The recent release of archives relating to the Cyprus War of 1974 shed completely fresh light on the lead-up to the Turkish landing on the island and its aftermath. This book, based on the records from the British and American governments, for the first time unpicks the truth behind this controversial conflict, the effects of which are still felt today. While there was no British-American involvement in the coup that overthrew Archbishop Makarios in July 1974, Jan Asmussen proves that some members of British and American intelligence knew about Athens' plans for a coup to occur at some point in the autumn of 1974, although they did not know the actual timetable nor of Ioannides' decision to put the plan into action. Asmussen explores why the British and the Americans did not take warnings about the coup more seriously and make more effort to tip off the Cyprus government about the imminent danger as well as, equally controversially, the reasons behind Britain's surprising reluctance to exercise her right of intervention on the island. Asmussen analyses the background to the 1974 war as well as the long shadow it casts right up to the failure of the Annan plan in 2004 and Turkey's campaigns to join the European Union. This is a vital re-reading, in the light of recently released documents, of a long-running conflict in the eastern Mediterranean, now transported to the heart of the European Union. It will be an essential source for anyone interested in British or American diplomatic affairs as well as the history of Cyprus.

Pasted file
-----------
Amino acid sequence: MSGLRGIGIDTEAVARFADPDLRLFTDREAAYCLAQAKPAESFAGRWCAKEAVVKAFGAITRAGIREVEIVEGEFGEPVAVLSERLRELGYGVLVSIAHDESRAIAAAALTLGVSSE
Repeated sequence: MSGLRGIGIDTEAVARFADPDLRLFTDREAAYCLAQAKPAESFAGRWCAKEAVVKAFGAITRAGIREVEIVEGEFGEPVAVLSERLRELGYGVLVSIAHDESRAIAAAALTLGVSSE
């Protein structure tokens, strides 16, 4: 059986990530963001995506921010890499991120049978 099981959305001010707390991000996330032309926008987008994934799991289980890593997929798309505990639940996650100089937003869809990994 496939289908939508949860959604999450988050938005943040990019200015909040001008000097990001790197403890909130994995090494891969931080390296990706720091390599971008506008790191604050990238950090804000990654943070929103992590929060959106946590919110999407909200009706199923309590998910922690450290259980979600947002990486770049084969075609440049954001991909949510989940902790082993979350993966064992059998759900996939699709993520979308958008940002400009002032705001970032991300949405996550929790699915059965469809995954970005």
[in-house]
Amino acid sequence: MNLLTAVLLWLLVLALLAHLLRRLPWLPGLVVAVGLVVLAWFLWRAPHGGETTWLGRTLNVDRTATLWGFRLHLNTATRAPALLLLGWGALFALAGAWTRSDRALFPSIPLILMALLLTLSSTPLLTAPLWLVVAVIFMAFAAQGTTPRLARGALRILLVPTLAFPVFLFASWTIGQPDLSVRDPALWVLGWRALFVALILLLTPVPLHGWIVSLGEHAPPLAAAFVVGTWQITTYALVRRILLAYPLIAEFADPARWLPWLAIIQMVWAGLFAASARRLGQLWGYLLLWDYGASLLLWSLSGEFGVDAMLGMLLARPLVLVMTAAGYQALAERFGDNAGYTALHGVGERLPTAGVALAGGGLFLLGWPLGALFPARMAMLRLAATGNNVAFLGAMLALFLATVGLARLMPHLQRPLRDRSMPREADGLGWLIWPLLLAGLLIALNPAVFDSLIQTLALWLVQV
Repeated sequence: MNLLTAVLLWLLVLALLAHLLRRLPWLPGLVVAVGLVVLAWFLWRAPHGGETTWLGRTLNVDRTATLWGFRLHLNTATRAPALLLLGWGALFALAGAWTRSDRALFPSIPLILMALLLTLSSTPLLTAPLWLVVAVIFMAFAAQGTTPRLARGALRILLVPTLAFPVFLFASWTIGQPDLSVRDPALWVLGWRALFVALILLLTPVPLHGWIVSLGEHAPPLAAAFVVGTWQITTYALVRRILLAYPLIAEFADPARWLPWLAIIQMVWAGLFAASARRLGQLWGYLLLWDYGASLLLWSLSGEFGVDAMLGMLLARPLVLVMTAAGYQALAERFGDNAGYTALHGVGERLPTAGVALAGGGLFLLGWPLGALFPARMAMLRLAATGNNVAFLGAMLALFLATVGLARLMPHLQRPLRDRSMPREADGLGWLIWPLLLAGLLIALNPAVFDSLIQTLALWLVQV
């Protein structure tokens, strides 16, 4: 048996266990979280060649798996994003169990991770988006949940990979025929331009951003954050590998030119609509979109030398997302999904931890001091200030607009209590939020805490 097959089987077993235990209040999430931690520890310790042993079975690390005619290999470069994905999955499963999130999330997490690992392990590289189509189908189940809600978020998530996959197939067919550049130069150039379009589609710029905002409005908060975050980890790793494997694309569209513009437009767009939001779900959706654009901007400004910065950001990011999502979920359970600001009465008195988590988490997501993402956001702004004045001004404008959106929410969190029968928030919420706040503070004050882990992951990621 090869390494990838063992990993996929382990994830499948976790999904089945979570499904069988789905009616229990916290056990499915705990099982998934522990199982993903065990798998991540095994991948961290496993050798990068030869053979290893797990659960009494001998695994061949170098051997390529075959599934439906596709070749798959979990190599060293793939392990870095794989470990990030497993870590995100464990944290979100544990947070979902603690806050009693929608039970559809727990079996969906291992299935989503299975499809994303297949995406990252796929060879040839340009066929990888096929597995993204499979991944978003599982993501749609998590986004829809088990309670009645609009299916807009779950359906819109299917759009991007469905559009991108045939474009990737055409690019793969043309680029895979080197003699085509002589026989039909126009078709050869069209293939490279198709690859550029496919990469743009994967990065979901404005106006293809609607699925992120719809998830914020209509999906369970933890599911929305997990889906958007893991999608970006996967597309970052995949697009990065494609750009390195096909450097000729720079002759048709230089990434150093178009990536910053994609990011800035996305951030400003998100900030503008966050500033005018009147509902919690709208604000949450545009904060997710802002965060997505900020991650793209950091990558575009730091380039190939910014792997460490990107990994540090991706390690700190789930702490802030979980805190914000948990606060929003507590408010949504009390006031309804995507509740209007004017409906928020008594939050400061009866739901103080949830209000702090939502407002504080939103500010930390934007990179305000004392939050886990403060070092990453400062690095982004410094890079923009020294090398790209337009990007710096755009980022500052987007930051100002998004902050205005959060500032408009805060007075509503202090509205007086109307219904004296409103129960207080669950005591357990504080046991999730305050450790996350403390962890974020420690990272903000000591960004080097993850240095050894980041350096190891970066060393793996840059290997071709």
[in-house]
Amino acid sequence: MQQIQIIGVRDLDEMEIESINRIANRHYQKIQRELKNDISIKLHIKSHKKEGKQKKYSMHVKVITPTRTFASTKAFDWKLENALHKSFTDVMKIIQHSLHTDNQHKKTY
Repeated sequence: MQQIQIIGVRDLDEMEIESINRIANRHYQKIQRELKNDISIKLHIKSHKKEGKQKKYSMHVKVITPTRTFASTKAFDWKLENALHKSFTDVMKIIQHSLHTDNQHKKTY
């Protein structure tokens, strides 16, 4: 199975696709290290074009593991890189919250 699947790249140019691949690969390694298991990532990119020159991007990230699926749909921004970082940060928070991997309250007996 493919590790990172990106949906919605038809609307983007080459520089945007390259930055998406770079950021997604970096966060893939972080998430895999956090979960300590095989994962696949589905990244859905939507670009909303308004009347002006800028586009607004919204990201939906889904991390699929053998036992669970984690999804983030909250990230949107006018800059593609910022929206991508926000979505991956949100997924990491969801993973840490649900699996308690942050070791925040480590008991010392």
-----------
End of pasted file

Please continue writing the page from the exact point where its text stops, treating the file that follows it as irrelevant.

Cyprus at War
Diplomacy and Conflict During the 1974 Crisis